When I was 18, I went to Europe with my parents. It was a three-week whirlwind trip that had us bouncing from the UK to Paris to Germany to Wales. I spent time with both of my parents and had a particularly delightful time with my father in Wales, where we visited my Aunt Jenny and Uncle Harold. They were Jack Sprat and his wife who could eat no lean.
Uncle Harold was a terrible driver — fast and unpredictable. Our road touring was more exciting than an amusement park ride and the stop-at-the-side-of-the-road tea breaks were a welcome, though odd, event. Before we left on this trip my Dad and I went for coffee at Heartland — a fabulous coffee house in Calgary. Heartland had a store that sold Cornell Trading dresses, candles, picture frames, knick knacks, books and music. I fell in love with another sun dress. It was light cotton, the fabric was Nepalese, and it buttoned at the back in a crossover fashion.
My Dad bought it for me. I wore it throughout our trip to Europe. I took it to Victoria with me when I started school at the University of Victoria and it finally wore out when I hiked in it through the Himalayas when I was 20.
My wedding dress is still the most important dress in my life. But perhaps its greatest significance is that it – like all my dresses — marks another stage in my life. And it is the most extravagant gesture in a long line of gestures from my loving parents.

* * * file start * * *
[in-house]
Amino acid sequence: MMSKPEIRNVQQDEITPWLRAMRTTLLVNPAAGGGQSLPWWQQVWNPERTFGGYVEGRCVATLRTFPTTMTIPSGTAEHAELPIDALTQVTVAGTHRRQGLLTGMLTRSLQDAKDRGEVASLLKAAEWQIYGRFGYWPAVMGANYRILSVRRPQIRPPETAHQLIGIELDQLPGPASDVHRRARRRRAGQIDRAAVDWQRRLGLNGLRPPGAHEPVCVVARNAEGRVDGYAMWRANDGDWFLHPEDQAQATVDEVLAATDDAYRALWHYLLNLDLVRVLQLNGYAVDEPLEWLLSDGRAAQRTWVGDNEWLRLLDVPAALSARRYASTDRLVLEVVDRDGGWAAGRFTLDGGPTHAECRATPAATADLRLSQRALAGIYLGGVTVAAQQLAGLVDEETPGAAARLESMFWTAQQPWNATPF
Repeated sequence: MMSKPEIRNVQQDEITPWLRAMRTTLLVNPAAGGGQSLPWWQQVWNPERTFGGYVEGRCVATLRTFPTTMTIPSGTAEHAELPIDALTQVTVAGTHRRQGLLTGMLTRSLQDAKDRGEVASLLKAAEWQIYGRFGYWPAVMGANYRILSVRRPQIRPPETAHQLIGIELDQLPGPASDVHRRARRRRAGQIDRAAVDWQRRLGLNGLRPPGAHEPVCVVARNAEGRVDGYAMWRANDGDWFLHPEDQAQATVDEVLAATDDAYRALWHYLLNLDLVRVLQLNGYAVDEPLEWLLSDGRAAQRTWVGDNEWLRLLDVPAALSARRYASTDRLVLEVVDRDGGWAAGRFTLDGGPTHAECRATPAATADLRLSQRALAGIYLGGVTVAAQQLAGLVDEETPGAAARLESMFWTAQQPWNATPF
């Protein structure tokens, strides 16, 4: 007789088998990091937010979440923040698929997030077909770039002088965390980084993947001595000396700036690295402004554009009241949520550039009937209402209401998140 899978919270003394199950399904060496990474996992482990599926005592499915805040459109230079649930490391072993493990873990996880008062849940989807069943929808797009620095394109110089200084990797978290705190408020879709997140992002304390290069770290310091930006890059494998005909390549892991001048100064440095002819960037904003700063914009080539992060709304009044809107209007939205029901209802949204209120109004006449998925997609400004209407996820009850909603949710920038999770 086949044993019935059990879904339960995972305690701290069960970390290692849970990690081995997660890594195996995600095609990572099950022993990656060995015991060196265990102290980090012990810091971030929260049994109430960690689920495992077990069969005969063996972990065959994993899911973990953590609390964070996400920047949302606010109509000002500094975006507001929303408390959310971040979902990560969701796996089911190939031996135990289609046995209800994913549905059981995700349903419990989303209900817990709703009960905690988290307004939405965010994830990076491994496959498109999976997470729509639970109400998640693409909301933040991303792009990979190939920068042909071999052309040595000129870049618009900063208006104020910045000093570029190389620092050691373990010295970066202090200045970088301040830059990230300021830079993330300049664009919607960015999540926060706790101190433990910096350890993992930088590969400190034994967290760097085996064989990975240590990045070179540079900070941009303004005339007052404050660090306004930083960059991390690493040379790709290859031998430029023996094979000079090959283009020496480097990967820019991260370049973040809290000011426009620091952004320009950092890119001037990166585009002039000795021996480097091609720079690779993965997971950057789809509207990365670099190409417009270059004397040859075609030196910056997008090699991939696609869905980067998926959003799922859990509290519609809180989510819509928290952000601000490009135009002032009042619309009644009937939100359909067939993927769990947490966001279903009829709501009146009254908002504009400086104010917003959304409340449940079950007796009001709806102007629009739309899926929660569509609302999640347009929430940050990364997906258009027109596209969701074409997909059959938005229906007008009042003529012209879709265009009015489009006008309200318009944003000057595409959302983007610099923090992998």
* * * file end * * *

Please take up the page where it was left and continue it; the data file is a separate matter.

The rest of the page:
In an attempt to find the dress, I took my posse of women to Shades of White bridal boutique. Despite my feminist critiques of Cinderella and Sleeping Beauty, I wanted to feel like a princess. I left feeling like the ugly step sister. The sales associate was loud, cooing, judgmental and pushy. As is common in bridal shops, every dress I tried on did not fit correctly. I was either swimming in a sea of silk or pinched in the ribs by taffeta. When a dress is too small, they use bungy cord-like clips to keep it closed. When it is too big, they clothes-pin it tight, the result of which is a very unfortunate puckering effect in all the wrong places making it hard to determine if even the right fit would be flattering.